Salt domes have been recently put forward as an explanation for the circular waterways of Atlantis, as described by Plato. Ulf Richter has proposed(a) that if one such dome had originally been overlaid with strata of varying hardness the effects of erosion could have produced a number of concentric depressions that could have been adapted as canals. Richter provides a diagram demonstrating the process and gave the Richat Structure in Mauretania as a good example of the process..
The Sahara Desert and in particular its northern regions have attracted its share of attention from Atlantis investigators. However unlikely it may appear as a possible location for Atlantis it must be kept in mind that the Sahara of prehistory was very different from what we see today. Not only was it wetter at various periods in the past, but also there is clear evidence for the existence of a large inland sea extending across the borders of modern Algeria and Tunisia. This evidence is in the form of the chottsor salt flats in both countries. This proposed sea is considered by some to have been the Lake Tritonis referred to by classical writers. It is suggested that some form of tectonic/seismic activity, common in the region, was responsible for isolating this body of seawater from the Mediterranean and eventually turning it into the salt flats we see today.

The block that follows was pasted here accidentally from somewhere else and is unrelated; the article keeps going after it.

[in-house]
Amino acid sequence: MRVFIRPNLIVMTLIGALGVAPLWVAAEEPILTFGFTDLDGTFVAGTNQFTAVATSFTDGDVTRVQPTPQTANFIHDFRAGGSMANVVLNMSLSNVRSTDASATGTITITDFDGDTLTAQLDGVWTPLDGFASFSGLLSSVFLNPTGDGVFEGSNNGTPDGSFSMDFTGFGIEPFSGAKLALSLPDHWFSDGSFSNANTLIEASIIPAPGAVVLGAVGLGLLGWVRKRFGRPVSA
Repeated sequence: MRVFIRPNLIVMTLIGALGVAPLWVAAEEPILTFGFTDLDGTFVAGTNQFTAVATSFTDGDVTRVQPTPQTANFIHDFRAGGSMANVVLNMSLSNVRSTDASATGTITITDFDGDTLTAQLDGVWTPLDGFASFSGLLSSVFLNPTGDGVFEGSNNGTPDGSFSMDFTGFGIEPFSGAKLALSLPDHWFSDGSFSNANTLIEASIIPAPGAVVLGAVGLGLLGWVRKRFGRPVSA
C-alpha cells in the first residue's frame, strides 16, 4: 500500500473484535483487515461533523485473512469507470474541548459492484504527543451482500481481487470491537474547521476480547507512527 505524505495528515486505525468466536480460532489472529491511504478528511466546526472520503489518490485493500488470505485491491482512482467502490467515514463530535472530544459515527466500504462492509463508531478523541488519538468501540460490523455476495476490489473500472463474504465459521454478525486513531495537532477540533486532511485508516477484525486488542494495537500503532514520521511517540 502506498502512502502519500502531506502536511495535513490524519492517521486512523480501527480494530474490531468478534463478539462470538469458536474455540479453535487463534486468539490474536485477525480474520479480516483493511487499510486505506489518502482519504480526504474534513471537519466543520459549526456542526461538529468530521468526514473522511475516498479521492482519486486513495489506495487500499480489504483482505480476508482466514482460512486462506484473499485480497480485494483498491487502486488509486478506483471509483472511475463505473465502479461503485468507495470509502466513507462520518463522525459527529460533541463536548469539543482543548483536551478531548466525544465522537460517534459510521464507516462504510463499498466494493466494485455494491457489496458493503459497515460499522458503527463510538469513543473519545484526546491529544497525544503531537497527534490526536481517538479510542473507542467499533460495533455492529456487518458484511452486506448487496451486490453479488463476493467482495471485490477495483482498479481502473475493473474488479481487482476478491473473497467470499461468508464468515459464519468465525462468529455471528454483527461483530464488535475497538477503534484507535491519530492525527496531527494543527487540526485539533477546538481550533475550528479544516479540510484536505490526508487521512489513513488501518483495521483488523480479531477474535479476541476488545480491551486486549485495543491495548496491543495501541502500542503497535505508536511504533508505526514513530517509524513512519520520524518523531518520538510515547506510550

An even more extensive inland sea, further south, was proposed by Ali Bey el Abbassi and based on his theory a map was published in 1802 which can be viewed online(c).
More recently, Riaan Booysen has published an illustrated paper on the ancient inland Saharan seas as indicated on the 16th century maps of Mercator and Ortelius(i). King’s College London runs the The Sahara Megalakes Project which studies the Megalakes and the Saharan Palaeoclimate record(m).
A 2013 report in New Scientist magazine(d) revealed that 100,000 years ago the Sahara had been home to three large rivers that flowed northward, which probably provided migration routes for our ancestors.
Other studies(h) have shown the previous existence of a huge river system in the Western Sahara, which flowed into the Atlantic on the Mauritanian coast.